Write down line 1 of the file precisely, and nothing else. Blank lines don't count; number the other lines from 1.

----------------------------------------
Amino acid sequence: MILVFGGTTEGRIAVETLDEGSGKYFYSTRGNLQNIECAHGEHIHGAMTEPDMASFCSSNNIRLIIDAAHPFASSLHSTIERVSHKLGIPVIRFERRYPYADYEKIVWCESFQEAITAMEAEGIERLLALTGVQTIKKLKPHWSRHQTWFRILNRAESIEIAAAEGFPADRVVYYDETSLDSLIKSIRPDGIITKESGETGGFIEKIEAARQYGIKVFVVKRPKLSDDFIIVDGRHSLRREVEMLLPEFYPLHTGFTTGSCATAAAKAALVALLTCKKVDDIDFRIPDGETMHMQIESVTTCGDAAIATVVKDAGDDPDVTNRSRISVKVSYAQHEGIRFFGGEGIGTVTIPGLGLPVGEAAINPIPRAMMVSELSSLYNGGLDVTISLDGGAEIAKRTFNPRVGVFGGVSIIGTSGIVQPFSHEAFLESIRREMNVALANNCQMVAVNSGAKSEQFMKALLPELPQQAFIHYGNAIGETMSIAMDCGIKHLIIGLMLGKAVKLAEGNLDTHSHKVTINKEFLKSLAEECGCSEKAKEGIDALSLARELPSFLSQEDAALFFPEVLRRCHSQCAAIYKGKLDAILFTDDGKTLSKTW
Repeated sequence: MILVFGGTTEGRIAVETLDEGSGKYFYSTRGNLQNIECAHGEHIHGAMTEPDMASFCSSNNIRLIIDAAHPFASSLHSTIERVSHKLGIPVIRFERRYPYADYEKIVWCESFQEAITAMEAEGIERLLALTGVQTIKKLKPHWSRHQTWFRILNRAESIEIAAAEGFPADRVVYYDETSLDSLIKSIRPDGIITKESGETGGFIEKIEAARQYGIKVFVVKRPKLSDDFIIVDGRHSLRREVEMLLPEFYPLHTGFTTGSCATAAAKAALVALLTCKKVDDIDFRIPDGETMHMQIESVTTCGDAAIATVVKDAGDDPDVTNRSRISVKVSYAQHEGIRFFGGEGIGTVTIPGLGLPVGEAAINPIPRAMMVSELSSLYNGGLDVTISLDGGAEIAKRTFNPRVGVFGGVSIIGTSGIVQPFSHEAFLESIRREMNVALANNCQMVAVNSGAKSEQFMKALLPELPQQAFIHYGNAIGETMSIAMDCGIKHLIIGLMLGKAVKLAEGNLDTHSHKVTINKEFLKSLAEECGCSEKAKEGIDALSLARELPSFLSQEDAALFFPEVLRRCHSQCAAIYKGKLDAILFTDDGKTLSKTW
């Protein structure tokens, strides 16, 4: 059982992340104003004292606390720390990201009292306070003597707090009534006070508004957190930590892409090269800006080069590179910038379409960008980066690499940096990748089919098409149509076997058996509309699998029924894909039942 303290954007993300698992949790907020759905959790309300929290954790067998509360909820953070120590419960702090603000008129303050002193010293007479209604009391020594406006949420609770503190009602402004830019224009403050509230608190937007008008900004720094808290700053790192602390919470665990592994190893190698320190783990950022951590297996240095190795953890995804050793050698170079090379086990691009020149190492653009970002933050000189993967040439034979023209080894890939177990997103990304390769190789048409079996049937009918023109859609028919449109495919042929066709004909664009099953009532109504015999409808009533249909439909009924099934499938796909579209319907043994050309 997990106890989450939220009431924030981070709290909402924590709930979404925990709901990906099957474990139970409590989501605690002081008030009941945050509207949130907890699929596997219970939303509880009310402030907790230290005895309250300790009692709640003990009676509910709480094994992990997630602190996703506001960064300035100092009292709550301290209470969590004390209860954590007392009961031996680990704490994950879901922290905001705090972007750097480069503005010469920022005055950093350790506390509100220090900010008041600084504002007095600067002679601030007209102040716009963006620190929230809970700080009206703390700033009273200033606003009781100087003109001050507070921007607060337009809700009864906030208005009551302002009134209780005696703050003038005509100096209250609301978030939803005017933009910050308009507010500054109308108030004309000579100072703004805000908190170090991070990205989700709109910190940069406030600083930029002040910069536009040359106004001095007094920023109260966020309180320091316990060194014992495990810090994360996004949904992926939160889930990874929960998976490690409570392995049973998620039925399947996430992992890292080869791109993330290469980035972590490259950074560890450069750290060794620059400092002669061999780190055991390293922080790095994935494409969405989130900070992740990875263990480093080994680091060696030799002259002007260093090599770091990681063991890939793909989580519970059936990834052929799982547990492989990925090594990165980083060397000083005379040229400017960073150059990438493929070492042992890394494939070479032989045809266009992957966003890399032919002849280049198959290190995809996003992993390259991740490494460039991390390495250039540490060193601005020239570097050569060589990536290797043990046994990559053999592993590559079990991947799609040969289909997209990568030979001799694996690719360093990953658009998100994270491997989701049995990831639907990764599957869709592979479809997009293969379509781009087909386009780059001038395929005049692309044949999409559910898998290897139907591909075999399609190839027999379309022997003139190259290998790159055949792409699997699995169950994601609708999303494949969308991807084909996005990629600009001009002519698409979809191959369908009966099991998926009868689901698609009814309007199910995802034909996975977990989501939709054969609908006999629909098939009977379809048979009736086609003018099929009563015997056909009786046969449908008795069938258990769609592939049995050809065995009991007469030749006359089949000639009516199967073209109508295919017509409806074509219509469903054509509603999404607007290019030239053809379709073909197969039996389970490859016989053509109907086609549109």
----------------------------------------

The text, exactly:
Amino acid sequence: MILVFGGTTEGRIAVETLDEGSGKYFYSTRGNLQNIECAHGEHIHGAMTEPDMASFCSSNNIRLIIDAAHPFASSLHSTIERVSHKLGIPVIRFERRYPYADYEKIVWCESFQEAITAMEAEGIERLLALTGVQTIKKLKPHWSRHQTWFRILNRAESIEIAAAEGFPADRVVYYDETSLDSLIKSIRPDGIITKESGETGGFIEKIEAARQYGIKVFVVKRPKLSDDFIIVDGRHSLRREVEMLLPEFYPLHTGFTTGSCATAAAKAALVALLTCKKVDDIDFRIPDGETMHMQIESVTTCGDAAIATVVKDAGDDPDVTNRSRISVKVSYAQHEGIRFFGGEGIGTVTIPGLGLPVGEAAINPIPRAMMVSELSSLYNGGLDVTISLDGGAEIAKRTFNPRVGVFGGVSIIGTSGIVQPFSHEAFLESIRREMNVALANNCQMVAVNSGAKSEQFMKALLPELPQQAFIHYGNAIGETMSIAMDCGIKHLIIGLMLGKAVKLAEGNLDTHSHKVTINKEFLKSLAEECGCSEKAKEGIDALSLARELPSFLSQEDAALFFPEVLRRCHSQCAAIYKGKLDAILFTDDGKTLSKTW